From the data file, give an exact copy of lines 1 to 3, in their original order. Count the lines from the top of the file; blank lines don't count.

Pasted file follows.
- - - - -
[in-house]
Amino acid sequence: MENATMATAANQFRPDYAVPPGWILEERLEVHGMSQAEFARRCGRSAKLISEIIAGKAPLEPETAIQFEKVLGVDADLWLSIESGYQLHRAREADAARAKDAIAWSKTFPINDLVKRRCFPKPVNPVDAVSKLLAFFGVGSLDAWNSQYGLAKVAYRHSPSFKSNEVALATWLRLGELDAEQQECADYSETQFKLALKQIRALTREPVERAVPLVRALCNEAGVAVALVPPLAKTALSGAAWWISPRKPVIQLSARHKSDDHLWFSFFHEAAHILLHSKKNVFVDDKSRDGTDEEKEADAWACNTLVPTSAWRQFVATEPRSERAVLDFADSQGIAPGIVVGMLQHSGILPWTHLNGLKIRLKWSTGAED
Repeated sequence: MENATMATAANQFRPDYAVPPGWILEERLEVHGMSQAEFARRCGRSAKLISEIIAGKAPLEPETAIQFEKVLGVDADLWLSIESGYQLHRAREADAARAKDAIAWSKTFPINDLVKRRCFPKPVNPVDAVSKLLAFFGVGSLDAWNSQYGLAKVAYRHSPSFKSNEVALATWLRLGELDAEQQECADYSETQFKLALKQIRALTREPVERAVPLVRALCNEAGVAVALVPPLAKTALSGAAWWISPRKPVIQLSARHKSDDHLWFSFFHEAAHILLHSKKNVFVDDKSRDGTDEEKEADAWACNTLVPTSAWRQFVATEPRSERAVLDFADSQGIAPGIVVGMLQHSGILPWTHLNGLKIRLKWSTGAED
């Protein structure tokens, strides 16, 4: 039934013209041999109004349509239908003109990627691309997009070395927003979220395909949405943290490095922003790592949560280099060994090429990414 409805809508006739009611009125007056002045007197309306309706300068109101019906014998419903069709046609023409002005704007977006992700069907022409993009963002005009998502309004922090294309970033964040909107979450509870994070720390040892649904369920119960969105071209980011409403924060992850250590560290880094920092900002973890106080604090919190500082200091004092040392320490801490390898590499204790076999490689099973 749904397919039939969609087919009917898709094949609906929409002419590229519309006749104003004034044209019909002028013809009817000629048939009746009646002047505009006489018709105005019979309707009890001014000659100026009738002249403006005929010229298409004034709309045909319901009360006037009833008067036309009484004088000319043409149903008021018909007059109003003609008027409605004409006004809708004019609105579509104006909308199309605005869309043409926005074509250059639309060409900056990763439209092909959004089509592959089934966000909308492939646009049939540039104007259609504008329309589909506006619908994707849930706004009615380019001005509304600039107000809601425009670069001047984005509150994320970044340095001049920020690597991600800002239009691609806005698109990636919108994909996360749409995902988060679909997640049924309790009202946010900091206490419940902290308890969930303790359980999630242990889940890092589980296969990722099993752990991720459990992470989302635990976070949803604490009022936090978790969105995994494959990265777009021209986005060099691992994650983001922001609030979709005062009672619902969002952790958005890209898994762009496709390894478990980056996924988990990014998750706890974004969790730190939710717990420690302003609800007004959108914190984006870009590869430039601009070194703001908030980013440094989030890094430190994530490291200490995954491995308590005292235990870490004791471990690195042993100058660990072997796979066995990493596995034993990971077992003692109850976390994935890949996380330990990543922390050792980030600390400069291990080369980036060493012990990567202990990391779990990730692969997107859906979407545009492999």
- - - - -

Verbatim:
[in-house]
Amino acid sequence: MENATMATAANQFRPDYAVPPGWILEERLEVHGMSQAEFARRCGRSAKLISEIIAGKAPLEPETAIQFEKVLGVDADLWLSIESGYQLHRAREADAARAKDAIAWSKTFPINDLVKRRCFPKPVNPVDAVSKLLAFFGVGSLDAWNSQYGLAKVAYRHSPSFKSNEVALATWLRLGELDAEQQECADYSETQFKLALKQIRALTREPVERAVPLVRALCNEAGVAVALVPPLAKTALSGAAWWISPRKPVIQLSARHKSDDHLWFSFFHEAAHILLHSKKNVFVDDKSRDGTDEEKEADAWACNTLVPTSAWRQFVATEPRSERAVLDFADSQGIAPGIVVGMLQHSGILPWTHLNGLKIRLKWSTGAED
Repeated sequence: MENATMATAANQFRPDYAVPPGWILEERLEVHGMSQAEFARRCGRSAKLISEIIAGKAPLEPETAIQFEKVLGVDADLWLSIESGYQLHRAREADAARAKDAIAWSKTFPINDLVKRRCFPKPVNPVDAVSKLLAFFGVGSLDAWNSQYGLAKVAYRHSPSFKSNEVALATWLRLGELDAEQQECADYSETQFKLALKQIRALTREPVERAVPLVRALCNEAGVAVALVPPLAKTALSGAAWWISPRKPVIQLSARHKSDDHLWFSFFHEAAHILLHSKKNVFVDDKSRDGTDEEKEADAWACNTLVPTSAWRQFVATEPRSERAVLDFADSQGIAPGIVVGMLQHSGILPWTHLNGLKIRLKWSTGAED